6 Tips for Taming the TOY INVASION!

Any parent of small toddler or child knows how little time before your pre-parent abode can turn into a giant toy room. Suddenly your house has no logical order, no matter how hard you try, because toys seem to breed and multiply so quick. You pick the same thing up and put it away 5 times and that’s just in the past hour… But wait, there it is on the floor again. When will it end? 

The toy boxes are over flowing (yes, there’s probably more than one by now), ride on things need their own kiddie garage and well, you could lose your child forever under that growing pile of soft toys.

And next thing you know, another birthday, Christmas, just because day arrives and you need to find a new home for even more stuff.

Don’t worry… There are some solutions.

You could just get rid of everything. And be the worst parent of the year in your kids eyes, but we don’t need to go to that extreme. Great toy storage solutions can help to an extent. But less is best!

Here are some less harsh ideas so everyone wins, with 6 tips for taming the toy invasion in your house:

Ask for no gifts

The pleasure of your company is more than enough so we ask you do not bring gifts. Usually a couple of people still will but it reduces the likely doubling of toys that would otherwise take place after a party.

Wishing well

Wishing wells are all the trend for weddings and other big events these days so why not a kids birthday party for example. Ask for donations towards a specific item the child really wants – a swing set (this is our plan for an upcoming 2nd birthday), an iPad, a Lego Star Wars Death Star replica…

Specific theme

Ask people to give an item relating to a specific theme so you can at least focus the bulk in one area. I.e. Books, Lego sets, clothes, Barbies, iTunes cards. This can also work in the opposite way where you ask that people do not bring a certain type of present in case you child already has too many… like soft toys that are pretty boring and useless to most kids or Barbie dolls when she loves Monster High.

Toy rotations

This one doesn’t really reduce the amount of toys in the house overall, but works on the idea of putting half (or more) of the toys away someplace out of the way, and every month or so, do a switch with the toys in the main toy box. It means toys suddenly seem new and exciting again and it reduces the chance of having all 1 billion items out in the lounge room at one time.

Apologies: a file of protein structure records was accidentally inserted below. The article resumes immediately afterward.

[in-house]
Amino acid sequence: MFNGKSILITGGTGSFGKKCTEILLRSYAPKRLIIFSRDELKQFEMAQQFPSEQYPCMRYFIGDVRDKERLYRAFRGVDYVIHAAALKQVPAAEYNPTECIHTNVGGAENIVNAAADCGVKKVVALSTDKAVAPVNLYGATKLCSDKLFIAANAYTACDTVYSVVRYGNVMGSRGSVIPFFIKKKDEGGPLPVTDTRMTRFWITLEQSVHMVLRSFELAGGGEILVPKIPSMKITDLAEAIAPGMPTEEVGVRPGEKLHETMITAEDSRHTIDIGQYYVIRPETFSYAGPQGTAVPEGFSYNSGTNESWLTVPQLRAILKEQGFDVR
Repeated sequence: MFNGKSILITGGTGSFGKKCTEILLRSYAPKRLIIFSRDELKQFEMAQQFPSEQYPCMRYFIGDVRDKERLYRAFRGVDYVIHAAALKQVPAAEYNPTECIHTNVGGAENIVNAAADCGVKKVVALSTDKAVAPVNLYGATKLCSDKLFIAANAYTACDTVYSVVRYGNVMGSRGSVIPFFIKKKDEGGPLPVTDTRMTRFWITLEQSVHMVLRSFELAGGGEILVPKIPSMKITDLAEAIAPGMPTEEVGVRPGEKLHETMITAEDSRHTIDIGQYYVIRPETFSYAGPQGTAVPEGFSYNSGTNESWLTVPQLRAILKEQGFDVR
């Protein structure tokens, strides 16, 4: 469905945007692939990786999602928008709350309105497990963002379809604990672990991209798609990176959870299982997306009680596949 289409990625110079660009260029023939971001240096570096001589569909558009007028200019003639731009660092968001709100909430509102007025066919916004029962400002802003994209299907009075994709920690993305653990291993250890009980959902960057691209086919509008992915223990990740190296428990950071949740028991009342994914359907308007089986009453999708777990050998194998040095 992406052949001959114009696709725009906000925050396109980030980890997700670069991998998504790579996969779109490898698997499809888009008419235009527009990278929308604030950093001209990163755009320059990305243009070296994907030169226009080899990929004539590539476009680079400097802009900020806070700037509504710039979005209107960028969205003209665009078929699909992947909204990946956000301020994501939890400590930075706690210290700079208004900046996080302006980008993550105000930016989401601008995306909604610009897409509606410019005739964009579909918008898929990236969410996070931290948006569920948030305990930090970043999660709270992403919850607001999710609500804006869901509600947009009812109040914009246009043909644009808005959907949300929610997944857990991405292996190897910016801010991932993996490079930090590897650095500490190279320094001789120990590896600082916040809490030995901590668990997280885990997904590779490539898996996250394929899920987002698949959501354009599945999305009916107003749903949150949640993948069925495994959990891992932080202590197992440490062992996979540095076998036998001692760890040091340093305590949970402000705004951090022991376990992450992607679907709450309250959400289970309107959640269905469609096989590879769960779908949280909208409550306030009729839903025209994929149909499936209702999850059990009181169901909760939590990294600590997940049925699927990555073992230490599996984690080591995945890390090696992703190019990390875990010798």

Cull before a special occasion

Christmas or birthday coming up? Do a big clean out. Pull out anything the child has grown out of, that is broken, or they simply have no interest in. Make 2 boxes. Broken stuff to the bin and the other stuff either to charity or another donated place, such as a daycare centre, a friend who cannot afford lots of toys, younger cousins.

Toy exchange with friends

This one means getting the kids involved. Ask them to pick out some toys they no longer find fun. Make sure they are still in good condition and not broken.

Organise a group of friends with kids of a similar age and gender, or enough of both genders to get a good variety of toys and the kids can do a toy exchange so they each come home with something ‘new’ and fun. It means no buying new toys to entertain them and their friends benefit too. The same can be done with books if your kids want some new reading inspiration.

A major declutter makes a big difference but if that’s still not enough, maybe you need a full simplify overhaul?

A minimalist approach to managing toys may be a solution for your household too, if you’ve had enough of toy clutter.

8 thoughts on “6 Tips for Taming the TOY INVASION!”

  1. I was just looking at cabinets online for the grand baby’s toys. Since she doesn’t have a room they are strewn everywhere in the living room. Bugs me a bit! And at least the little girls have all theirs in their rooms (which they are quickly outgrowing). These are great solutions! Thanks for the post!

    1. My mum ended up upgrading to a toy box at her place for grandkids stuff lol it accumulates so quick everywhere.

  2. I have recently started the toy rotation with all small toys in bins. Only the big items are left out. It has worked great. It is like they are opening a new box of toys each time and are left entertained for hours. Plus, the mess is very small!

    I have never though of the toy swap with friends though. What an awesome idea!!!

    1. That’s a great idea, since it can be hard to put all the big stuff away as well if limited on space. Anything to stop the house looking like a toy shop is a good option lol

  3. Interesting article, but none of the tips really help you to get rid of the junk. We’re working with our kids on filling up boxes to give to kids with no toys (via our church, or maybe places like goodwill). I like the wishing well idea and think maybe we can use that to get rid of old toys too.
    Something like ask the kids what they really want and when they fill up the ‘well’, we go get it.

    1. I’m mostly focused on the upcoming birthday and Christmas that will double the toy clutter but goodwill is a great option for downsizing. And of course the tip about culling before the special occasion to reduce quantity. I will trial the wishing well next month and post whether it’s a success or not too :) thanks for visiting.

  4. ProverbialHomemaker

    We just started a toy swap and giving away toys before a special occasion, like you suggested, and those two things alone do wonders for keeping the toy volume down! Except that one obnoxious toy I can’t seem to get the kids to part with. I call it “the abomination.” :)

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